of a 6% increase in auto-dimming interior and exterior mirror unit shipments, which were partially offset by product mix headwinds, vehicle production shortfalls and Tier 1 adjustments that primarily affected the fourth quarter of 2018. The Company's initial forecast for 2018 was based on a vehicle production forecast that assumed an approximate growth rate of 1% for Europe, North America, Japan, Korea and China. However, the actual vehicle production rates for calendar year 2018 in those markets were down approximately 2%.

While 2018 was not the growth year we had hoped for, we are encouraged that our top line grew despite the poor performance in light vehicle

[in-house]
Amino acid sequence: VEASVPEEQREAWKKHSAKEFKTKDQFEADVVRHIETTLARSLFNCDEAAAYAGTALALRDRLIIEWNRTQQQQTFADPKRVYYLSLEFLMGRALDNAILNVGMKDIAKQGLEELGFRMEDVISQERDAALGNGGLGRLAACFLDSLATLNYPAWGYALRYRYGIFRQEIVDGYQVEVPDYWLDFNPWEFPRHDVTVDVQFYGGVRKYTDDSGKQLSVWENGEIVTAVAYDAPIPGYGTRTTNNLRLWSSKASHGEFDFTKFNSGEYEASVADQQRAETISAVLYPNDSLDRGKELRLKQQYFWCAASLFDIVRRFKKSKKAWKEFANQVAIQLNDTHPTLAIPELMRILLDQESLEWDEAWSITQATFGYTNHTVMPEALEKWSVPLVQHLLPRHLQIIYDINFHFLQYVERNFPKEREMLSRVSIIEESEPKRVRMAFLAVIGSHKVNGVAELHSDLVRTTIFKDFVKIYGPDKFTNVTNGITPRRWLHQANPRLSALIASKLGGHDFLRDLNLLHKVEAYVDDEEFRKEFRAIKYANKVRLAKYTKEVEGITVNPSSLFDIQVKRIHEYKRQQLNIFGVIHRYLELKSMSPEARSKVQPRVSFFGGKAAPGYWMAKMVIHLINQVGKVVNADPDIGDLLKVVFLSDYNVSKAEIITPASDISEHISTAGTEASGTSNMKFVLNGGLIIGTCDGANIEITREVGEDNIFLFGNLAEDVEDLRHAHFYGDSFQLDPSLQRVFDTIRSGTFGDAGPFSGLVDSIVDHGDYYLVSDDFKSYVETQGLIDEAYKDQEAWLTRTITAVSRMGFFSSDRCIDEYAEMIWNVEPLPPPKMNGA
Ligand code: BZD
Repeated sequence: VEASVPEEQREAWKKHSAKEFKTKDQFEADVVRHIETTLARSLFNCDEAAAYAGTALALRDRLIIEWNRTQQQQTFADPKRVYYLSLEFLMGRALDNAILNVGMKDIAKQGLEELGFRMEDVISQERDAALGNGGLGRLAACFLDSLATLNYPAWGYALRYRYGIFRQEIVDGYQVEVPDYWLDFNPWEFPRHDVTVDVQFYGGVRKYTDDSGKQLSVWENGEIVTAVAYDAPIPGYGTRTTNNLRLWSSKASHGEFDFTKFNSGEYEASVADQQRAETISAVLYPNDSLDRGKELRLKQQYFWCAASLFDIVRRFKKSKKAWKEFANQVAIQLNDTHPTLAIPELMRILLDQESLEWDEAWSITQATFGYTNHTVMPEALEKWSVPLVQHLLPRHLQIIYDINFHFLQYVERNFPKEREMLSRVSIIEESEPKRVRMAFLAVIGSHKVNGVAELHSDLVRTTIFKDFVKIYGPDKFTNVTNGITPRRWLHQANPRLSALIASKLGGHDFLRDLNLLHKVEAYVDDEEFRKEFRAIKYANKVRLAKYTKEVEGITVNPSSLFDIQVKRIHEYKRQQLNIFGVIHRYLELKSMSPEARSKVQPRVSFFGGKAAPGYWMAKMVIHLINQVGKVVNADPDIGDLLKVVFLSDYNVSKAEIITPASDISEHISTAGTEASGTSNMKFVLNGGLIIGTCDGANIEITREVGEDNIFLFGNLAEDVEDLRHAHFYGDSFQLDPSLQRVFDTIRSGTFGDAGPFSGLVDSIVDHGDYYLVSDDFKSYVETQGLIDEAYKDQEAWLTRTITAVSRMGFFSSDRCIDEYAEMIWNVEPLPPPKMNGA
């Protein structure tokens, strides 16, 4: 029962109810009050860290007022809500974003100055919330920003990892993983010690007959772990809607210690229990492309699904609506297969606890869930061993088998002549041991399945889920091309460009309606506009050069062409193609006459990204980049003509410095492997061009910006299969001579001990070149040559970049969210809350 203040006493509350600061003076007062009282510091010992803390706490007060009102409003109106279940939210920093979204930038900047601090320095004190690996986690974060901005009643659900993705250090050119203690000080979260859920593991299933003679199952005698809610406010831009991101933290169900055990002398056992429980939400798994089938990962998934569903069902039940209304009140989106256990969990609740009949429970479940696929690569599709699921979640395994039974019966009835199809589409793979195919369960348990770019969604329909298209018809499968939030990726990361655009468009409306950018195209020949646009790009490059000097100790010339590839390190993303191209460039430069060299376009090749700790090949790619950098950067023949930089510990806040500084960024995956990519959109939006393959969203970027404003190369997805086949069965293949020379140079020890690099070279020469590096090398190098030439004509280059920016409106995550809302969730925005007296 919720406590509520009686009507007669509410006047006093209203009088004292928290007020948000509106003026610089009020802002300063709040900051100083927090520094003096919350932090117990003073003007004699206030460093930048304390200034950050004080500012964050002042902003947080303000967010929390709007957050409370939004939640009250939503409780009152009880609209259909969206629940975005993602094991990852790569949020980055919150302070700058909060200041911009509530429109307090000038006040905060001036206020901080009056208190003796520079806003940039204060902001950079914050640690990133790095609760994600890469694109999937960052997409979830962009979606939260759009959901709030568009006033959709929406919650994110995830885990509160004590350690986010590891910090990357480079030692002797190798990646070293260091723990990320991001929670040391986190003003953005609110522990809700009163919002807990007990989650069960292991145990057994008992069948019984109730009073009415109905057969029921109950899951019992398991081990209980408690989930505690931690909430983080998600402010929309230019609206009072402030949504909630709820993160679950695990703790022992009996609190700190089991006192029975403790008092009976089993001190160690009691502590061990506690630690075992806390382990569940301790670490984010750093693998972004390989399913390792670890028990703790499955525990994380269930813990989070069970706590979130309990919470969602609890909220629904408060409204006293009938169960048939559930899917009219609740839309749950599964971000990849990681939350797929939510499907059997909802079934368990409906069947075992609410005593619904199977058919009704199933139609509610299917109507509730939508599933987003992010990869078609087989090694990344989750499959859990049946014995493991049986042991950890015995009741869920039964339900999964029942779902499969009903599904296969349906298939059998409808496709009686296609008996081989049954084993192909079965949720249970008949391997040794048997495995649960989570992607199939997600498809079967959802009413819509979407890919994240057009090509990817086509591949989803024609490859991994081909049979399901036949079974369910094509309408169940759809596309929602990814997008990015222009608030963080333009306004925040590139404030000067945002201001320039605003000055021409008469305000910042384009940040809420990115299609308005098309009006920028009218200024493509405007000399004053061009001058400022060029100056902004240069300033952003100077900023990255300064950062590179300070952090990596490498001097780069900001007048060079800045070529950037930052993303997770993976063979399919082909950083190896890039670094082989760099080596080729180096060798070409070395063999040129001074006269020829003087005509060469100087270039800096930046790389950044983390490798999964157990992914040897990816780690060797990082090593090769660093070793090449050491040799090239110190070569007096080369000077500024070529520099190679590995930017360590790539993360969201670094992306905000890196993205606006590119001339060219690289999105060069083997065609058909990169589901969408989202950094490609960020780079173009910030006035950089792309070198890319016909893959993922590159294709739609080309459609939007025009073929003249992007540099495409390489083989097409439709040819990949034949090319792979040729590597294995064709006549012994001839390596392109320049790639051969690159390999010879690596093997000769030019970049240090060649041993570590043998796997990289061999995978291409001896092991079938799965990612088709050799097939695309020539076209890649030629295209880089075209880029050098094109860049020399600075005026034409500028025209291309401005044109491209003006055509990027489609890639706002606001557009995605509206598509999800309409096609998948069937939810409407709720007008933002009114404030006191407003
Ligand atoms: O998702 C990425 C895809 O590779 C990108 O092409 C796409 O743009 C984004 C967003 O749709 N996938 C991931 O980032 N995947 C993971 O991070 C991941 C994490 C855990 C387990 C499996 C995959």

production particularly in our highest penetration and dollar content markets of Europe and North America. In the end, 2018 finished with our sales levels outperforming our underlying markets by over 4% and when you consider the order adjustments of Tier 1 customers, this growth rate was very close to our stated goal of mid-single digit out-performance versus our underlying market.

The gross margin in the fourth quarter of 2018 was 37.9% compared with a gross margin of 39.2% in the fourth quarter of 2017. The gross margin

during the fourth quarter of 2018 was negatively impacted by approximately 80 basis points from tariffs that became effective during the

third quarter of 2018. For calendar year 2018, the gross margin was 37.6% compared with a gross margin of 38.7% for calendar year 2017.